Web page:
Meanwhile:  1. Ship gnome-tweak-tool with Gnome, or incorporate its functionality in some fashion.  2. Build the Dash out as a real dock and let me make it narrower.  (Now, I kill it with an extension and run Plank.) 3. Give me an easy way to turn off that infuriating “I’ll take over your screen if you make me touch the top panel” business.  What if I want to position three open instances of Firefox at the top of the screen?  I have to waste time trying to keep each one a pixel away from the panel.

    • Vagelis Giannadakis

      All valid points.

  • Raidensub

    The bug i hate in Gnome Shell is this:

    http://askubuntu.com/questions/147884/gnome-shell-menus-behind-the-panel

    I made a post in askubuntu because i thought this Ubuntu specific. Most of the people can’t see this if they have a big monitor but i have 1024×768 monitor.
    If you search the internet you can find some very old bug reports.

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  • http://ekd123.org/ Mike Manilone

    What @336a5f6685199ddf5ff0b59709870eca:disqus said is one of the disadvantages. I very hate the memory leaks, really! 

  • liam

    Great post.
    Coming from an obvious fan of GS, this sort of criticism is very healthy, although some of these problems are clearly just bugs that will be fixed (for a data point, with only firefox open, in a sandbox, GS is using about 140M, and has mapped about 550M).
    Something that I’d like to add is overview grouping. Although I do use many applications, I tend not to use the virtual desktops. The reason is b/c they are too hard to get to, and I don’t recall where which application resides. Instead I use the GS extension Overview Icon which, well, places the applications icon atop the mipmapped apps in overview. This works well with as long as you only use a few apps and not multiple instances of an app, but fails badly when using many, many apps. Desktops are cludgey, IMHO, since their existence stems from an inadequate WM. If we could group apps in overview and provide names for them, that is something that would scale (similar to firefox’s tab management, which you can completely ignore if you don’t use it, but is amazing if you do lots of web research).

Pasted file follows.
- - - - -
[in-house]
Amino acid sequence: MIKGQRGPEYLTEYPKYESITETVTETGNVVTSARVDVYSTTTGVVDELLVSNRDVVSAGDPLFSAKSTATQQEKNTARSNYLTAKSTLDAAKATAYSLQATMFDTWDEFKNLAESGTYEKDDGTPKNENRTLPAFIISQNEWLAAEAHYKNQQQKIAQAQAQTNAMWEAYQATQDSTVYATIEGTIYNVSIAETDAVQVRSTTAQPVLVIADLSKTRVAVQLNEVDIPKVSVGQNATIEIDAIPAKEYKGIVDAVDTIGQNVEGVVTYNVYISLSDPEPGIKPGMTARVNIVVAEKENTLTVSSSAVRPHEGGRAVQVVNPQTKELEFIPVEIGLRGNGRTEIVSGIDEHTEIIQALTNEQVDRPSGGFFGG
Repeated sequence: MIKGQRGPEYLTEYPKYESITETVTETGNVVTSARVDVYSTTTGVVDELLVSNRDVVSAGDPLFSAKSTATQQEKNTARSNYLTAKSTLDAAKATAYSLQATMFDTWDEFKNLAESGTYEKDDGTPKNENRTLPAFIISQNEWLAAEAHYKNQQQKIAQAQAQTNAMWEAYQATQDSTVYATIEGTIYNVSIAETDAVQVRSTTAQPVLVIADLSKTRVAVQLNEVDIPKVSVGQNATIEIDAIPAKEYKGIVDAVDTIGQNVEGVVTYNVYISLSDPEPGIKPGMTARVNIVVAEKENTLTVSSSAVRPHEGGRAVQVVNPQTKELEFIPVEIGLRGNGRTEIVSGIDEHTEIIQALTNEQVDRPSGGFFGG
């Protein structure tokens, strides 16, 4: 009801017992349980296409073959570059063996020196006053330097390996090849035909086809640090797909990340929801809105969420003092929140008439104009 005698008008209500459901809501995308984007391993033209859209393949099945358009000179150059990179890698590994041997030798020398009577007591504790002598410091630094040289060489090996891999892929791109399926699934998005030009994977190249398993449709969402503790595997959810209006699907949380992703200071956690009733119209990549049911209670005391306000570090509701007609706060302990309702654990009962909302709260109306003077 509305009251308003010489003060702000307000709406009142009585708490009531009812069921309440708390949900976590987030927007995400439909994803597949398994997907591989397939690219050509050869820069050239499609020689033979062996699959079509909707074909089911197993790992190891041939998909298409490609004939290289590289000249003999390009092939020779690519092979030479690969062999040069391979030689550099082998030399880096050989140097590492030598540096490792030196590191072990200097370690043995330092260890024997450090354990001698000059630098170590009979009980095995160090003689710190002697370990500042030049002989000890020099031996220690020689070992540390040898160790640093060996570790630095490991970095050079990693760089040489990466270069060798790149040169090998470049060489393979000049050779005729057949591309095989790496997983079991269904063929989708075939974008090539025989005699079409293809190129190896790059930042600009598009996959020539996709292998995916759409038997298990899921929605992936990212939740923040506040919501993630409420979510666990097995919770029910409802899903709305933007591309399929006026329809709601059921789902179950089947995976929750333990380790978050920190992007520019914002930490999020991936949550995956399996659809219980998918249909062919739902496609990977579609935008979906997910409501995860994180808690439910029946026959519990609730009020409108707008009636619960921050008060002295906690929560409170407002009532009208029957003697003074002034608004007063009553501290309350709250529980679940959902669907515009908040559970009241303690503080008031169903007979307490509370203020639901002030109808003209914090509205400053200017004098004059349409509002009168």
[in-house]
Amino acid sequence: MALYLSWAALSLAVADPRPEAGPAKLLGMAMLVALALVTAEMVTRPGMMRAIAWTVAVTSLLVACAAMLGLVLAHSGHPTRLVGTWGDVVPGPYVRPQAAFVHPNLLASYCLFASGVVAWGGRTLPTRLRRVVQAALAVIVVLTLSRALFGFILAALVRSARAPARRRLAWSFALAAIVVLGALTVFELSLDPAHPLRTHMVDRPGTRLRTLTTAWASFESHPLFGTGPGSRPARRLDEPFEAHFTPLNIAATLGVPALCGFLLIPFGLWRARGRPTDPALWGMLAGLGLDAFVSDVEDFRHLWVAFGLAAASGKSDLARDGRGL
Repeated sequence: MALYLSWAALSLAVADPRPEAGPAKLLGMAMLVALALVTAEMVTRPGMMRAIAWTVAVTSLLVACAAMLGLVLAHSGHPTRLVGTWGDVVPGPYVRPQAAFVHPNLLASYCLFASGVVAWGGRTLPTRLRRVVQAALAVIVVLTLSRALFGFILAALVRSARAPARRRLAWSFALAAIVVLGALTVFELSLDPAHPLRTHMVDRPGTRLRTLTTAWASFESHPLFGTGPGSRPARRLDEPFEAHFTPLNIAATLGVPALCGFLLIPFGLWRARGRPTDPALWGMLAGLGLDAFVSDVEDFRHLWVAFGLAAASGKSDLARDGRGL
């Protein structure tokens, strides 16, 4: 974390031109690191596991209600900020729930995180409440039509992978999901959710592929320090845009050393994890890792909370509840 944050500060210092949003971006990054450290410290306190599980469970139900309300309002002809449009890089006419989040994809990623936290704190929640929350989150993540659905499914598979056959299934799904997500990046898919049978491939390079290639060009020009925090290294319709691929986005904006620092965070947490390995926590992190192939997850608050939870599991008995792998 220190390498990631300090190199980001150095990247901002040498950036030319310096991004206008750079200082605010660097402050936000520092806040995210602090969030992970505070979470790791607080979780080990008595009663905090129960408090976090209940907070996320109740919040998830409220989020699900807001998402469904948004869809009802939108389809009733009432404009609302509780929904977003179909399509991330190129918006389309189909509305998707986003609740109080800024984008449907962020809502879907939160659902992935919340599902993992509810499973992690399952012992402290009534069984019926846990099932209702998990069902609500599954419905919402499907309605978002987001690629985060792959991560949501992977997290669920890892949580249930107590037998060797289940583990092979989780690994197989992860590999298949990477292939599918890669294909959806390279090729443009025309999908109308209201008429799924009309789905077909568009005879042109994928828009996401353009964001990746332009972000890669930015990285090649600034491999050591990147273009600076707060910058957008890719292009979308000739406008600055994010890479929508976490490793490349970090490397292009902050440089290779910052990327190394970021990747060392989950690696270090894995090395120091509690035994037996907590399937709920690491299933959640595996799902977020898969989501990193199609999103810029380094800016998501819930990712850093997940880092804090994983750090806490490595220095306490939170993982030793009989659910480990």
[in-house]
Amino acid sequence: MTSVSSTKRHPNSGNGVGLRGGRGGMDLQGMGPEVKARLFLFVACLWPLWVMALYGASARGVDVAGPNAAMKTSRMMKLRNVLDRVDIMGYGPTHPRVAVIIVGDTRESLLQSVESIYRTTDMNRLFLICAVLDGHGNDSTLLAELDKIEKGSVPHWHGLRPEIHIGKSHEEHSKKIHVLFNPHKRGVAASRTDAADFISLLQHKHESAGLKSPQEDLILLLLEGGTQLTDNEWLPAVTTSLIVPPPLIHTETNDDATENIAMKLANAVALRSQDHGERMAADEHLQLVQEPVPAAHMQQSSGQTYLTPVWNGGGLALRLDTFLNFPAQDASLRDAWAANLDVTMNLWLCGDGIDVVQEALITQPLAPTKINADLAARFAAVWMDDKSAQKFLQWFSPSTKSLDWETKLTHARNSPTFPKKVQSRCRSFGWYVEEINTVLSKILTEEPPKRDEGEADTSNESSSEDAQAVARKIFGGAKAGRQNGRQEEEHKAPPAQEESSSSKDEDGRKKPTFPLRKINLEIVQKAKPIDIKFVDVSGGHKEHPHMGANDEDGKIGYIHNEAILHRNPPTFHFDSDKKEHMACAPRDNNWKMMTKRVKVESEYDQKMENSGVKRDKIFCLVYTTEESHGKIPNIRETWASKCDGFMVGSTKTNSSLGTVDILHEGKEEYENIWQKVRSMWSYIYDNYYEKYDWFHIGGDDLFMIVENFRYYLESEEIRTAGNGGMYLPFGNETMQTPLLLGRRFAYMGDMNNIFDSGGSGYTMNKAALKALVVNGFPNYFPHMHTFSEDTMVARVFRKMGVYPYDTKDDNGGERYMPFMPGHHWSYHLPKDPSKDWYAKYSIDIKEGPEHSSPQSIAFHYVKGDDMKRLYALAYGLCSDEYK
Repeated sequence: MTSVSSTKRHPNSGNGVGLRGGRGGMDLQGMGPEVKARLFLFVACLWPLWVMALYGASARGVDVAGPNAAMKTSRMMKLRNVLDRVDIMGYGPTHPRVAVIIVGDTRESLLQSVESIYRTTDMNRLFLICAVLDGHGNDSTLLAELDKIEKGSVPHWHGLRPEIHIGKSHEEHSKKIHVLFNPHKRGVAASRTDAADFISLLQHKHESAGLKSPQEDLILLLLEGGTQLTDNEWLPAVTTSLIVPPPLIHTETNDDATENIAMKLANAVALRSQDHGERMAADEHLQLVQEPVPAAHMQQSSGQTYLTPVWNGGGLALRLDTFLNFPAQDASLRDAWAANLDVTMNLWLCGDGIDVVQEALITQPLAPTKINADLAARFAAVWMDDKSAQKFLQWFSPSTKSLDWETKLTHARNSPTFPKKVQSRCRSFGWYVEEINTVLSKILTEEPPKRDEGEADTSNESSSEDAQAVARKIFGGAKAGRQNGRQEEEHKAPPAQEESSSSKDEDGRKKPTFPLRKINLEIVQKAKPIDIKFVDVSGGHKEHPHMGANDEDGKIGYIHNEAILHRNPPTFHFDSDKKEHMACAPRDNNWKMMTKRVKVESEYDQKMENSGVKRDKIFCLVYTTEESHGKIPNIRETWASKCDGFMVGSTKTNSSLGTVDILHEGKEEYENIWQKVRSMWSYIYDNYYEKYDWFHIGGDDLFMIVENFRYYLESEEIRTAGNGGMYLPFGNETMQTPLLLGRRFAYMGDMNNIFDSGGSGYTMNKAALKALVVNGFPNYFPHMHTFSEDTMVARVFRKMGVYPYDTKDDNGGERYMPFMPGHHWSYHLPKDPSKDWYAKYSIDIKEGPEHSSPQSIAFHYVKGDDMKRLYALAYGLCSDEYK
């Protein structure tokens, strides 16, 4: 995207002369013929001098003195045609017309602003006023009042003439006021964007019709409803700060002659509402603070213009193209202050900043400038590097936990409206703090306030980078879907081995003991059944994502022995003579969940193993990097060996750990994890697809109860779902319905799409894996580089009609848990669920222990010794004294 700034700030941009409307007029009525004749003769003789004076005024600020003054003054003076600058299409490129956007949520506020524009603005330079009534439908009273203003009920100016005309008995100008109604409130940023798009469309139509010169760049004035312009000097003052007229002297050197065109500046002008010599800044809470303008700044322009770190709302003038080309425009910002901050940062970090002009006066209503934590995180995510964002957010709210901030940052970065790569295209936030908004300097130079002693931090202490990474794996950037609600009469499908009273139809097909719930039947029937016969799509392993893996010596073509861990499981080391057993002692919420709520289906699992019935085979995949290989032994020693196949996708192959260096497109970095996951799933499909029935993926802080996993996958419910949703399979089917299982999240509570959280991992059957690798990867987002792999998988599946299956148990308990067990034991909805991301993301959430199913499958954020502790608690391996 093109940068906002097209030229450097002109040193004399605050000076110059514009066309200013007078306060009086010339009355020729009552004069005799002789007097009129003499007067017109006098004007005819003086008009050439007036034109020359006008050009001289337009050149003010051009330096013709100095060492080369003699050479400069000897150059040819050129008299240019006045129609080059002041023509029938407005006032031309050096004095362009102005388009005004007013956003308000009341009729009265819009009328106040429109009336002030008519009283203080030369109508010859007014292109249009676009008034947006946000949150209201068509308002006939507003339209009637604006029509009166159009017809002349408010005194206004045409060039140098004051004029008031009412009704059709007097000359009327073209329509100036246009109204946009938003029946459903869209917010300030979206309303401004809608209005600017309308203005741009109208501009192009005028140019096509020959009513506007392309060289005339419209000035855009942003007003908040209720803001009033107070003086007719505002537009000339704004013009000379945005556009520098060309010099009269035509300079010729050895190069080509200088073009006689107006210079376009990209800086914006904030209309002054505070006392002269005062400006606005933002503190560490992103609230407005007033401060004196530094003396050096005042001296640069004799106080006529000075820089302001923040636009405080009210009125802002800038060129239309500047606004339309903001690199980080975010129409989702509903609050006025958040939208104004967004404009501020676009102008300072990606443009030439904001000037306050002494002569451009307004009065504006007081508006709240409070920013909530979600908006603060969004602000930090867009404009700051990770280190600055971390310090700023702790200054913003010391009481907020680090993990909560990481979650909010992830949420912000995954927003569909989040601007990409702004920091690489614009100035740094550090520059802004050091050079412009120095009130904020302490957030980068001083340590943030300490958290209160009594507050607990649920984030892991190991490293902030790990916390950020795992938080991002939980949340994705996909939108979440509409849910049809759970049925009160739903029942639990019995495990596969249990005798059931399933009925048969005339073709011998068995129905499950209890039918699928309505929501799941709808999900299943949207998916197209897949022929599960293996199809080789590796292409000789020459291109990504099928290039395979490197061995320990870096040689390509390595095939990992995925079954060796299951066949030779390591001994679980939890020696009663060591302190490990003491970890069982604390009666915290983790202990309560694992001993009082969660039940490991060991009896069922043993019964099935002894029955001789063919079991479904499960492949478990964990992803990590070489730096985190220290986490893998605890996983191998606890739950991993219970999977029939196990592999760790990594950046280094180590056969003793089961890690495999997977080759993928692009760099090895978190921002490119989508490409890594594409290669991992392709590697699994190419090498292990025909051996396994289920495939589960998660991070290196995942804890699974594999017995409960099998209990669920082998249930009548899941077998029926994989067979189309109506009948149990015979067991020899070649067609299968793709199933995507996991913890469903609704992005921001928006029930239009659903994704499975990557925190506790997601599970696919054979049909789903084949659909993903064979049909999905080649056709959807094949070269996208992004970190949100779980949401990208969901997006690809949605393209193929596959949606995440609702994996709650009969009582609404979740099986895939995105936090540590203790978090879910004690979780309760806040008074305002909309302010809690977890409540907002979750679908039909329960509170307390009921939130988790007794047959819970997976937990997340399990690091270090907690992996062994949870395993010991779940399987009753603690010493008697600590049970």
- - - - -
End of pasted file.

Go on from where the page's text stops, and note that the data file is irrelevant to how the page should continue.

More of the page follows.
The thing I am saddest about (aside from some design decisions) is the lack of well defined hooks. The fact that extensions can bring the shell down (which is unavoidable due to the use of monkey patching) means that extension developers need to have some confidence in the stability of their target. Obviously GS needs tons more work, but if extensions are to be a truly useful thing (that is, the kind of useful software that I’d tell my mom or grandmom to use) they need to be more reliable. Documentation helps, but reliable hooks help more. Once the hooks have been implemented any extensions that decide to work with other parts of the shell should be labeled as such at extensions.gnome.org.

  • Vagelis Giannadakis

    Kudos for the objective article! Critique always helps! Μπράβο!

  • Enrique Dans

    What do you mean by ”
    KDE’s CnC (Click and Crush) feature” ?

    • alex285

      I tried KDE 4.0 when released, and I had 1 crash in every 10 actions. Never seen in my life more unstable Desktop. Thus every click (action) was a crash.  

      • Enrique Dans

        Ah yeah. True.

  • David Edmundson

    KDE: KDE’s developers are quitting because are disappointed by project’s prospect, companies and organizations drop KDE support, the future feels uncertain and even the superior QT hasn’t made a major debut.
    [citation needed] 

    That’s FUD spreading bollucks. 

    – A KDE Developer.

    • alex285

      Hello David, 
      Every time that someone writes something bad about a popular OS project is FUD. If I am wrong and KDE gains in popularity and get support from more companies we’ll be very happy to have someone from there to make this clear. You have space here if you want to.

  • http://www.fewt.com/ Fewt

    We have reviewed your bug reports, and none of these are bugs as they are features that are working as designed.  Closed WILLNOTFIX. XD